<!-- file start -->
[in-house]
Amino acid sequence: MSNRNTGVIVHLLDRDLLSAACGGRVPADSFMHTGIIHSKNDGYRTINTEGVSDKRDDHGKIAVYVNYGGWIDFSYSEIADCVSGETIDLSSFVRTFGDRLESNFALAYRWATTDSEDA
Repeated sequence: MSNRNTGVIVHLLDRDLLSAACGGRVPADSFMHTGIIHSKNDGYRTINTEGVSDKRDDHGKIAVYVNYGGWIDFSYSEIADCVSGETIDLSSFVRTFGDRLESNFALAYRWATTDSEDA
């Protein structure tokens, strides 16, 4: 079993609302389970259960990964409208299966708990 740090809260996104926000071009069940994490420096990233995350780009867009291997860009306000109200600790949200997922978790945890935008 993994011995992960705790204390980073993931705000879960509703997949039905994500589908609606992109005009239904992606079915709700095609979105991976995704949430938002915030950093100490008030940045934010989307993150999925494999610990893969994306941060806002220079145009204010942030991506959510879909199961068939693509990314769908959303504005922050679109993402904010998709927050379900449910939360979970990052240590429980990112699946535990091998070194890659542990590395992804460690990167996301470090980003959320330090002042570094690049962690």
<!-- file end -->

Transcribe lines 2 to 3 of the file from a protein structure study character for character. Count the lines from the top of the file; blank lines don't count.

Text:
Amino acid sequence: MSNRNTGVIVHLLDRDLLSAACGGRVPADSFMHTGIIHSKNDGYRTINTEGVSDKRDDHGKIAVYVNYGGWIDFSYSEIADCVSGETIDLSSFVRTFGDRLESNFALAYRWATTDSEDA
Repeated sequence: MSNRNTGVIVHLLDRDLLSAACGGRVPADSFMHTGIIHSKNDGYRTINTEGVSDKRDDHGKIAVYVNYGGWIDFSYSEIADCVSGETIDLSSFVRTFGDRLESNFALAYRWATTDSEDA